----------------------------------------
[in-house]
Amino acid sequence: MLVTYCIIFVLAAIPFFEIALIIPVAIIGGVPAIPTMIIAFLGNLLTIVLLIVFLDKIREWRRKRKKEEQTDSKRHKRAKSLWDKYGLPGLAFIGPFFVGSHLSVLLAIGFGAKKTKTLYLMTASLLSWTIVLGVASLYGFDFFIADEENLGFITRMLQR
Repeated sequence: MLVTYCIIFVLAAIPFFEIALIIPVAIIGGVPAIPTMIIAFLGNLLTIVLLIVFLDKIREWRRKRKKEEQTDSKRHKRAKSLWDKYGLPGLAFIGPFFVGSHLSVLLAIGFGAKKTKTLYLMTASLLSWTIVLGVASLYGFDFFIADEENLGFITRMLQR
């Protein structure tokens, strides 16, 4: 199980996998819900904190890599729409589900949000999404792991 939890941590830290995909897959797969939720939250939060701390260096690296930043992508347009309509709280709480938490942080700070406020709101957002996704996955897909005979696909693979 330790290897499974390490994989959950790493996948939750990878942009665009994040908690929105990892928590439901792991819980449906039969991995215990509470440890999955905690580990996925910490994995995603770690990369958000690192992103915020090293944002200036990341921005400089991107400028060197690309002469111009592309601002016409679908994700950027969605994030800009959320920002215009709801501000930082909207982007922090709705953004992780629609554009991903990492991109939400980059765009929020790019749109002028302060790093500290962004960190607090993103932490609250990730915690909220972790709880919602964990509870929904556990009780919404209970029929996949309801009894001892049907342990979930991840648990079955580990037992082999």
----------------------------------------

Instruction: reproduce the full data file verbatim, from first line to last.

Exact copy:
[in-house]
Amino acid sequence: MLVTYCIIFVLAAIPFFEIALIIPVAIIGGVPAIPTMIIAFLGNLLTIVLLIVFLDKIREWRRKRKKEEQTDSKRHKRAKSLWDKYGLPGLAFIGPFFVGSHLSVLLAIGFGAKKTKTLYLMTASLLSWTIVLGVASLYGFDFFIADEENLGFITRMLQR
Repeated sequence: MLVTYCIIFVLAAIPFFEIALIIPVAIIGGVPAIPTMIIAFLGNLLTIVLLIVFLDKIREWRRKRKKEEQTDSKRHKRAKSLWDKYGLPGLAFIGPFFVGSHLSVLLAIGFGAKKTKTLYLMTASLLSWTIVLGVASLYGFDFFIADEENLGFITRMLQR
């Protein structure tokens, strides 16, 4: 199980996998819900904190890599729409589900949000999404792991 939890941590830290995909897959797969939720939250939060701390260096690296930043992508347009309509709280709480938490942080700070406020709101957002996704996955897909005979696909693979 330790290897499974390490994989959950790493996948939750990878942009665009994040908690929105990892928590439901792991819980449906039969991995215990509470440890999955905690580990996925910490994995995603770690990369958000690192992103915020090293944002200036990341921005400089991107400028060197690309002469111009592309601002016409679908994700950027969605994030800009959320920002215009709801501000930082909207982007922090709705953004992780629609554009991903990492991109939400980059765009929020790019749109002028302060790093500290962004960190607090993103932490609250990730915690909220972790709880919602964990509870929904556990009780919404209970029929996949309801009894001892049907342990979930991840648990079955580990037992082999």